The Greens have lashed Labor for their unwillingness to budge on housing reform and rental assistance, potentially derailing Anthony Albanese’s plan to get a key piece of legislation through parliament this week.
The Housing Australia Future Fund, a major election promise, requires the backing of the Greens and at least two senate crossbenchers.
Under the plan, the government would invest $10 billion into the Future Fund – with an estimated $500 million of annual returns to be spent on building 30,000 social and affordable houses in the first five years.
That would include 4000 properties for women and children facing family and domestic violence and older women at risk of homelessness.
The minor party and independent senator David Pocock are strongly critical of the package in its current form, saying $500 million a year would not build enough homes. The Greens also want greater carveouts for renters.
The Greens have accused the government of playing politics, questioning how in the same austerity budget Labor can justify spending up to $368 billion on a nuclear submarine deal, but not budge on a $500 million annual spend on key housing infrastructure.
Greens housing spokesman Max Chandler-Mather said the housing plan would “make the crisis worse, doesn’t guarantee a single cent on housing” and does “nothing for renters”.
The Greens say negotiations with Labor are ongoing but are not moving.
The minor party are adamant they won’t support the Bill through the Senate unless the government comes to the table with at least greater assistance for renters – making it unlikely to pass through the parliament in the last few sitting days before the May budget.
Greens Leader Adam Bandt and housing spokesperson Max Chandler-Mather won’t support the Housing Australia Future Fund unless more is done for renters. Picture: NCA NewsWire / Gary Ramage
Their threats come after four peak housing and homelessness bodies called for the senate to pass the legislation, saying vulnerable people “couldn’t wait” for the politicking to be done.
Kate Colvin, chief executive of Homelessness Australia, said the nation needed a “housing reset”, and acknowledged that while the package wasn’t perfect – it was a start.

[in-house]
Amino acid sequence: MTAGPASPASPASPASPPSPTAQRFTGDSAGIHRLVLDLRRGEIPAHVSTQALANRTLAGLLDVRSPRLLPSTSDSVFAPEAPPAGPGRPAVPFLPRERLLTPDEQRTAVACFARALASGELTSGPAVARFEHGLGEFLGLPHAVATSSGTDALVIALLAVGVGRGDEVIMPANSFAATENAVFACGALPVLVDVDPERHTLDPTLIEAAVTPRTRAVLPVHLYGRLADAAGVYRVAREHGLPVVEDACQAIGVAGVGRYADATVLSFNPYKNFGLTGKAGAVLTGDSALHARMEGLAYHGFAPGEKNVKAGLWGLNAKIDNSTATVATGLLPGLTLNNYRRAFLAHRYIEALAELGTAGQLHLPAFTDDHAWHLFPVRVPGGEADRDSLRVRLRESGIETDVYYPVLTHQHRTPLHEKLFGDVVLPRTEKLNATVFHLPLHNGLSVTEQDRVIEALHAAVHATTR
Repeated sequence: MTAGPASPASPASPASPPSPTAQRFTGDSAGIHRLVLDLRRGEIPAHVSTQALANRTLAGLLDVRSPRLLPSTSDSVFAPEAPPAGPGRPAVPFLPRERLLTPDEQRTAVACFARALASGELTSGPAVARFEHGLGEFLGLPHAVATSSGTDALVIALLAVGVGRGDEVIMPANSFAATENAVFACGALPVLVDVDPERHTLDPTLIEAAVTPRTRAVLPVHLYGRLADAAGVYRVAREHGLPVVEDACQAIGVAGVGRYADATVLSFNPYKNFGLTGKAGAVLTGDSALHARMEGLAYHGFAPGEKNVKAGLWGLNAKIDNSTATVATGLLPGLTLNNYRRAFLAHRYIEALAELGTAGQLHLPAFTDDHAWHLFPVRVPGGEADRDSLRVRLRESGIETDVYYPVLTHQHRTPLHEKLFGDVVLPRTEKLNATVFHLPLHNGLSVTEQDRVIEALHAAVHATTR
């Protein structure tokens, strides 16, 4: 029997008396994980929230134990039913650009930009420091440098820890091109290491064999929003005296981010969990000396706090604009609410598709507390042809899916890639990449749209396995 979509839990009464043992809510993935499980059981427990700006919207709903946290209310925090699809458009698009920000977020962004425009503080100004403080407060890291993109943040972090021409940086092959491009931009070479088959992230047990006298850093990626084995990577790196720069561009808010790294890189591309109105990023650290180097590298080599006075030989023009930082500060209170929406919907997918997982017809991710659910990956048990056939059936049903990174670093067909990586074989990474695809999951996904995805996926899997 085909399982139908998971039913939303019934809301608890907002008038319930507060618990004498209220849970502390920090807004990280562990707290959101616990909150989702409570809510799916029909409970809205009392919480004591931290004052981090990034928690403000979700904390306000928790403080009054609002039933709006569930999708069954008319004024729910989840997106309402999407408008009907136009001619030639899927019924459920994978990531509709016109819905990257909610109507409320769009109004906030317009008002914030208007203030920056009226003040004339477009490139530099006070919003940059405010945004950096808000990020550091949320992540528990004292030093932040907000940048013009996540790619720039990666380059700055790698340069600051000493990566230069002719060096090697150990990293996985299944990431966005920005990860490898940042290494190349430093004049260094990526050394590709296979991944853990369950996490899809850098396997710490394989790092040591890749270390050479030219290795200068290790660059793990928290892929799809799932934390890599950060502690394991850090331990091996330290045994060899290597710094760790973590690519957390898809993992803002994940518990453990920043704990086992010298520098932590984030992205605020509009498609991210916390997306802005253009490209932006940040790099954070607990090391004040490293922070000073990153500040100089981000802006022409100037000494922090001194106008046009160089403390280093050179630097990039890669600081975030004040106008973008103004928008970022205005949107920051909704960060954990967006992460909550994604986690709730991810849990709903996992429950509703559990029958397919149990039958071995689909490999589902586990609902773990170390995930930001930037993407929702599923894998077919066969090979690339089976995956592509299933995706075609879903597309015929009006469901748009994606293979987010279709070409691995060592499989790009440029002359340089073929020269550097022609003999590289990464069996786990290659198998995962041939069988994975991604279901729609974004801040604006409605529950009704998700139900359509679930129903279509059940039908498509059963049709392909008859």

“The package of laws before the Parliament will not be enough to fix the housing crisis alone, but they are critical to kickstarting a longer term response,” she said.
“We need the planning, co-ordination and financing in place to make sure this is the last housing crisis we face and for that reason, it’s important that the Housing Australia Future Fund, Housing Australia and other key bodies get going now.”
Housing Minister Julie Collins has pleaded for the Greens to be reasonable. Picture: NCA NewsWire / Martin Ollman
Housing Minister Julie Collins also called for the Greens and other crossbenchers to be reasonable.
“The $10 billion is the most significant investment by a federal government in social and affordable housing in more than a decade,” she told ABC Radio on Tuesday morning.
“It is very significant, and what I would say to the Greens and to other crossbenchers in the senate is that vulnerable people cannot afford for this to delay.
“If their response is ‘it’s our way or zero’, I mean, that is just unacceptable when you’ve got vulnerable people on the ground who need housing today.”
Her caucus colleague, Veterans Affairs Minister Matt Keogh has blasted the Greens, calling them “the problem”.
“By not supporting the Housing Australia Future Fund legislation YOU are holding back funding for housing for families escaping family and domestic violence and housing and supports for veterans experiencing and at risk of homelessness,” he said in a tweet directed at Mr Chandler-Mathers.
“YOU and the Greens Party are the problem.”
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